Forrester: File-sync-and-share use heats up for businesses
In another example of the consumerization of IT, people have embraced cloud storage and file sharing services like Dropbox both at home and at work, and CIOs better take notice about this trend, according to a Forrester Research report.
“There is huge business value in these types of services,” said Rob Koplowitz, co-author of the study “File Sync and Share Platforms, Q3 2013. “They solve a bunch of business problems.”
Dropbox and similar services, with their intuitive and user-friendly interfaces, make it easy and convenient for people to sync files across multiple personal and enterprise devices, including tablets and smartphones, and share these often large files with colleagues, clients and partners, he said.
The problem for enterprise IT leaders is that this is yet another technology product that employees are using outside of their companies’ controlled IT environment.
“Most CIOs are reacting to the fact that their people are already using this,” Koplowitz said.
Unsurprisingly, vendors large and small are moving to respond to this demand, and in the study the authors outline 26 criteria to evaluate the many providers out there.
Some key decisions that CIOs must make include whether the service and security architecture will be housed on their company premises or on the vendor cloud, whether they prefer a large vendor or a small specialist, and how much the company can spend.
Who was polled
In the study, Forrester evaluated products from 16 vendors, using elements like their current support for mobile devices, deployment flexibility, administration controls, security features, sync capabilities, integration with third-party systems and document viewer capabilities. Forrester also took into account the vendors’ strategy and how well it positions them for future improvements and growth. Vendors’ market presence was also factored into the evaluations.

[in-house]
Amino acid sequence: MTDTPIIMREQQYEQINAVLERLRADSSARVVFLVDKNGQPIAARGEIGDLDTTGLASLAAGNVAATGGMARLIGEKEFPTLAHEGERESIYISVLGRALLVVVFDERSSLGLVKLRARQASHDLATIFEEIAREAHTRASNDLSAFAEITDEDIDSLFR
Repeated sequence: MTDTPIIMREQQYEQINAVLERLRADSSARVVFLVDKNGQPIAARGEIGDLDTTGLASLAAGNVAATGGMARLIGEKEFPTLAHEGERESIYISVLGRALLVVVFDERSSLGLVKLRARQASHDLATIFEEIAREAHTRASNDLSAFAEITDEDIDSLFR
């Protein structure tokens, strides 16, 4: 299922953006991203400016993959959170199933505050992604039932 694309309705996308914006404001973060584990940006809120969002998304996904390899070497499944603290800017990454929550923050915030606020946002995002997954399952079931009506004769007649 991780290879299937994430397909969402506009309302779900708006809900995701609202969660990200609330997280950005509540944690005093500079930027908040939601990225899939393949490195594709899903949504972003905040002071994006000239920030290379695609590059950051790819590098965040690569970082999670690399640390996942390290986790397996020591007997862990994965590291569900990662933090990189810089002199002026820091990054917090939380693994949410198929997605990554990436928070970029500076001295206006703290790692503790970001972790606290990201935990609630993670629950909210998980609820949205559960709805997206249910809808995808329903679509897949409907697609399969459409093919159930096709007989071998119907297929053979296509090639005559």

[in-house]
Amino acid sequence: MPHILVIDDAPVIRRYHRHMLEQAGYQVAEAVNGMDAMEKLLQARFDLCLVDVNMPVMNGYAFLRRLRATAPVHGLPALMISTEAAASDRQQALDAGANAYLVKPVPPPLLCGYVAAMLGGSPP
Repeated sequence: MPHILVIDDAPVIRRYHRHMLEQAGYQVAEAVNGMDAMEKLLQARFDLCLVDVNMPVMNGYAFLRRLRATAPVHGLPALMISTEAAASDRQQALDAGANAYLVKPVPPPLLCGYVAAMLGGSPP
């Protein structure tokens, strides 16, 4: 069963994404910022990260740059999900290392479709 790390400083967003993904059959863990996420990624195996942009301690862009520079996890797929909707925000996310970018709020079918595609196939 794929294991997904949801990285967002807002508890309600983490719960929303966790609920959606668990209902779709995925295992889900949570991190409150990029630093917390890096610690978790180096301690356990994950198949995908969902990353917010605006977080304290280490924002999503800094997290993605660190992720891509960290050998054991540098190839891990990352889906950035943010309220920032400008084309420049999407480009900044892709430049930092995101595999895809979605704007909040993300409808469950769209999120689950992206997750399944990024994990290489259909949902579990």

Forrester concluded that Box’s eponymous service stands as the leader, closely followed by EMC’s Syncplicity and by IBM’s Connections enterprise collaboration suite, which has a file sync and share component based on the vendor’s FileNet architecture.
Although Box is a much smaller player than rivals like IBM, EMC, Google and Microsoft, it has been focused on this technology since its founding in 2005, and has thus now spent about eight years developing and honing its service, which is designed for workplace use.
Box has raised more than US$300 million in funding from investors including Draper Fisher Jurvetson and Andreessen Horowitz, and has more than 150,000 customers with more than 15 million end users. Customers include more than 90 percent of the Fortune 500.
A notch below Box, IBM and EMC are products from Citrix, Accellion, Egnyte and WatchDox. Also considered “strong performers” but ranking slightly below are offerings from AirWatch, Alfresco, Dropbox and Salesforce.com.
Rounding out that “strong performer” category are Acronis, Hightail, Google’s Drive and Microsoft’s SkyDrive. Novell falls into the “contender” category.
Koplowitz cautions that the market is very active, and that vendors are moving in aggressively, so the universe of options is far from limited to the 16 vendors evaluated in this study.
In addition, the right product for one company may not be the best one for another company, as that will depend on each company’s unique needs, technology priorities and business goals, he said.
What is not in question is the popularity of file sync and share products and the need for enterprise IT leaders to be informed about that market, so they can give employees the appropriate functionality while addressing their company’s security, business and compliance requirements, according to Koplowitz.
“This has sneaked up on all of us,” he said. “It’s happened so quickly.”